Tiger deaths rise in India
India’s wild tiger fatalities are rising. The country has lost 48 tigers in the last 22 weeks. The largest number of tigers have been killed in the premier Corbett National Park in Uttarakhand and in the Tadoba Tiger Reserve in Maharashtra.
“With constant pressure from Far Eastern markets for tiger parts it has never been more important for us to come together to secure precious tiger habitats,” says Melanie Shepherd, CEO of the David Shepherd Wildlife Foundation. “Our projects in India, Thailand and Russia are helping to maintain the stability of tiger populations in these areas but we need to keep up the fight to protect the wild tiger.”
The National Tiger Conservation Authority (NTCA) has confirmed that 19 out of the 48 deaths to be clear-cut cases of poaching but wildlife experts claim poaching deaths could be much higher. Tiger deaths reported in 2010 were 56 while the number of deaths reported in 2011 were 52.
A sharp rise in poaching has created a situation where Mr SP Yadav, deputy inspector general of the NTCA, admits that “Tiger reserve states are now afraid to report mortality of a tiger. But in order to ensure that all deaths do get reported, we now insist that someone from NTCA will be present for the post-mortem (of a tiger).”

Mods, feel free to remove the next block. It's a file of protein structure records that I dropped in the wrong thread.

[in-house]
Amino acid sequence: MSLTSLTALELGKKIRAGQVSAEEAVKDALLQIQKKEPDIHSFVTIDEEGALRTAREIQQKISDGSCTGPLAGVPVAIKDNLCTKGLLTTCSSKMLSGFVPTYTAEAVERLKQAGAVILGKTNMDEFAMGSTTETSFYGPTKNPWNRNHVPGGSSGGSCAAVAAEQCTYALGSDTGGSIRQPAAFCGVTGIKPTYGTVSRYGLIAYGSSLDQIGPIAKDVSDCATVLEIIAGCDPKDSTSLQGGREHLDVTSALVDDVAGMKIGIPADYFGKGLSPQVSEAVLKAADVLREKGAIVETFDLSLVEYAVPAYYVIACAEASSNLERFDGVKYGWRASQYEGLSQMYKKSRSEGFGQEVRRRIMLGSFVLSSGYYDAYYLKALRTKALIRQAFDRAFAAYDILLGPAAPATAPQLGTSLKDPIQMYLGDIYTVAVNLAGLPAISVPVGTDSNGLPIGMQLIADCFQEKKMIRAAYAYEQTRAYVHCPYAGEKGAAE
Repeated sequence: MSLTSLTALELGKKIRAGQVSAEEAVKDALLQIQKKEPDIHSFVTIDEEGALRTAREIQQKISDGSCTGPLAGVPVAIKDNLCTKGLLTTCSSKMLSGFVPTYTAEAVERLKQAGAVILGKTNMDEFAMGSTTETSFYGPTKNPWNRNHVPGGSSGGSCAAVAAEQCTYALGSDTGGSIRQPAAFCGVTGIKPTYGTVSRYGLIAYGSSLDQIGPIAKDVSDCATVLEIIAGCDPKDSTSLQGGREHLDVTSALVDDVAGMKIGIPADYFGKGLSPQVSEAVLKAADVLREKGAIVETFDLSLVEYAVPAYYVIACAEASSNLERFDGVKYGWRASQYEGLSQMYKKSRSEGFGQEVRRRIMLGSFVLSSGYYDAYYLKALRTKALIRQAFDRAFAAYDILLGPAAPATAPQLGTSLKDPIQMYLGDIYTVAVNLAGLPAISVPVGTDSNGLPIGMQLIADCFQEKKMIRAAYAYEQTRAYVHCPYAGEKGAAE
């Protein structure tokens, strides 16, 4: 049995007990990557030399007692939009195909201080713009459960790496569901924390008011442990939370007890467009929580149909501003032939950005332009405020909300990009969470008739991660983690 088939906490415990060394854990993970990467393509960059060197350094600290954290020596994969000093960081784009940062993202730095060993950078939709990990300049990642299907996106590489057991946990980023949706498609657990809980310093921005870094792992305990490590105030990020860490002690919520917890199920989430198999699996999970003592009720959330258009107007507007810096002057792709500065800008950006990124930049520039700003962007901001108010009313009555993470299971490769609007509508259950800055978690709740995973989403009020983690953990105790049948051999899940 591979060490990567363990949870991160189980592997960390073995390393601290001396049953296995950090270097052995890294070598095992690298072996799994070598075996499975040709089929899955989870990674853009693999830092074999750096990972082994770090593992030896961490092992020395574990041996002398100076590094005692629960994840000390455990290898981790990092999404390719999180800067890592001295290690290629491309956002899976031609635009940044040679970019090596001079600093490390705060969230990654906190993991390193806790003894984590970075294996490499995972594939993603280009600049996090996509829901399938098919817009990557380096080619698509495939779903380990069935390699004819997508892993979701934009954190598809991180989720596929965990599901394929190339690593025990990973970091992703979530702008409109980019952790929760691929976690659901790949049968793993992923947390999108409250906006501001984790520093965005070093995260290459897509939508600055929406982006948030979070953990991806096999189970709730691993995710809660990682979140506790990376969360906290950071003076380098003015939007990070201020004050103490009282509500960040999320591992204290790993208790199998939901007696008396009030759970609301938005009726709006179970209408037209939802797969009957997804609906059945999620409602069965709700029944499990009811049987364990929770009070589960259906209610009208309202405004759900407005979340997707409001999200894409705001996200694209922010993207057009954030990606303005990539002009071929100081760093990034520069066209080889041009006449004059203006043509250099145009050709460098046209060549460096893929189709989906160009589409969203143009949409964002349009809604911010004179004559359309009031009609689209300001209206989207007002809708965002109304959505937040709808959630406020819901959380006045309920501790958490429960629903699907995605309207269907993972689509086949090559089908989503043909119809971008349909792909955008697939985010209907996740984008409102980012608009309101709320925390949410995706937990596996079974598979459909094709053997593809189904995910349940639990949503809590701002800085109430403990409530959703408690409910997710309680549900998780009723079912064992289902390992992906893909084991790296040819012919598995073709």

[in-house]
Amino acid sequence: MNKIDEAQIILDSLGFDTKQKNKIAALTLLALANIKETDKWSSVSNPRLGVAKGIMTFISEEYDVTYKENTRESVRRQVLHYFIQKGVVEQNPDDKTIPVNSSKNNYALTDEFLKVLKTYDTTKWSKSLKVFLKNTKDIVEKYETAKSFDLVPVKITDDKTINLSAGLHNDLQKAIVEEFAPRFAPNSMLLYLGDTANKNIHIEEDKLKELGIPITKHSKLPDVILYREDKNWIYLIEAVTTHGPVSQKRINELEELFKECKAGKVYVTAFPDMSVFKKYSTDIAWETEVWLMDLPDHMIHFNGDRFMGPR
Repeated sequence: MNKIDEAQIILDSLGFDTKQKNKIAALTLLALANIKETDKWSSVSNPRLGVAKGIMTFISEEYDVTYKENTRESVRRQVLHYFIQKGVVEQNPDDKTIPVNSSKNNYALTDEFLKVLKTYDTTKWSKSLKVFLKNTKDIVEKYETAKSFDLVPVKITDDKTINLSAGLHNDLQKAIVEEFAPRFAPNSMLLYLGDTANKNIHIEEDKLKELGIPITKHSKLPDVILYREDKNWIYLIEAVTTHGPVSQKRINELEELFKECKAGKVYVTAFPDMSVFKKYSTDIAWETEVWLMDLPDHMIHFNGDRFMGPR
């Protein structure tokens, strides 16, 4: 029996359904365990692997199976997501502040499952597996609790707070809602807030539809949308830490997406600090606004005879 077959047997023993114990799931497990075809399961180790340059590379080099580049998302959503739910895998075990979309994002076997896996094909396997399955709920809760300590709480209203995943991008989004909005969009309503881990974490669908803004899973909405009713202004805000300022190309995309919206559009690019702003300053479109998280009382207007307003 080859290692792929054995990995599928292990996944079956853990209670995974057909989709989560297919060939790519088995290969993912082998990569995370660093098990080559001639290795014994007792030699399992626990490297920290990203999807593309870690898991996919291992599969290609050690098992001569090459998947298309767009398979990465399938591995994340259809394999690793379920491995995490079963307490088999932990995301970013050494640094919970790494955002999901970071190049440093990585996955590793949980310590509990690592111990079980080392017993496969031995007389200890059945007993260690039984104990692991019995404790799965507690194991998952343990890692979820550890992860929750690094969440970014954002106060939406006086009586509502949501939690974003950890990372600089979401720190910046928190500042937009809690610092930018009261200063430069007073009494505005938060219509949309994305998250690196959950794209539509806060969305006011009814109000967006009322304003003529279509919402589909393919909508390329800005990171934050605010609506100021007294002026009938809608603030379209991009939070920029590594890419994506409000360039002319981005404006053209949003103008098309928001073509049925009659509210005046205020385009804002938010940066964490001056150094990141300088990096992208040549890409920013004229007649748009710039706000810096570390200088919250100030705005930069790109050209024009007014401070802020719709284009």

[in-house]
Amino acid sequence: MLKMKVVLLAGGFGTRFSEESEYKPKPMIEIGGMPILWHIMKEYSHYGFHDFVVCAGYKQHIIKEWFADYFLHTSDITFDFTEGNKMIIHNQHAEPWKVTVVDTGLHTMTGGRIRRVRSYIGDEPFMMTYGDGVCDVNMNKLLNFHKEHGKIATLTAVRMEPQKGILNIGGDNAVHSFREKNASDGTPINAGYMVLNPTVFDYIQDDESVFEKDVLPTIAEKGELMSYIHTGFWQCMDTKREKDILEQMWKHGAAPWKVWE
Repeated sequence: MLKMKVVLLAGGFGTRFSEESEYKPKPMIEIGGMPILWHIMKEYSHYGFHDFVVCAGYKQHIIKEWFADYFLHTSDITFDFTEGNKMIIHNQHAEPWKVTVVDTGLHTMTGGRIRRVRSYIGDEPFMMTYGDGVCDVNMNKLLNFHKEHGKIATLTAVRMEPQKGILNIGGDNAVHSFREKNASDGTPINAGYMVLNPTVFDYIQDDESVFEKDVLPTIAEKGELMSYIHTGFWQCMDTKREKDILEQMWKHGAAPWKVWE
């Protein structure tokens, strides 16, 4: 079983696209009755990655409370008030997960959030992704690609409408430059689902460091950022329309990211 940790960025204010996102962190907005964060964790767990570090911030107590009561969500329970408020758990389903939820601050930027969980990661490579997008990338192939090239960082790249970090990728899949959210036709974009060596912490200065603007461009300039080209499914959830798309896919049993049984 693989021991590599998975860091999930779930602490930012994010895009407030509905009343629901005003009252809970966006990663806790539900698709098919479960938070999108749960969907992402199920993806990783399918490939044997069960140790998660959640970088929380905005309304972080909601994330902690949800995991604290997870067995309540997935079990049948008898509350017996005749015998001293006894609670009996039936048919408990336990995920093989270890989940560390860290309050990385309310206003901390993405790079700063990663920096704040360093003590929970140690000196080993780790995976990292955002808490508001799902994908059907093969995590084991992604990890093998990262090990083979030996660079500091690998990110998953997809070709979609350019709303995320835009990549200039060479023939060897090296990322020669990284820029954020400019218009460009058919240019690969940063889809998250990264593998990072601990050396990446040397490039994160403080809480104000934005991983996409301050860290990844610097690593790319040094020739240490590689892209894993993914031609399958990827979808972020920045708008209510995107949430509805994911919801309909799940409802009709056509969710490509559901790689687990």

On May 15th, minister of environment Jayanti Natarajan had disclosed that India had lost 32 tigers in the last five months. The last three weeks have seen tiger deaths rise by another startling sixteen in number. Mr Yadav admits that one of the NTCA’s biggest weaknesses has been in the field of intelligence gathering. “Intelligence gathering is the backbone of anti-poaching activities. Delay in reaction allows the poacher to get the upper hand,” he said.
The situation is spinning out of control because of the rising demand for tiger parts across Asia.
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Photo Credit: EIA
Source: Asian Age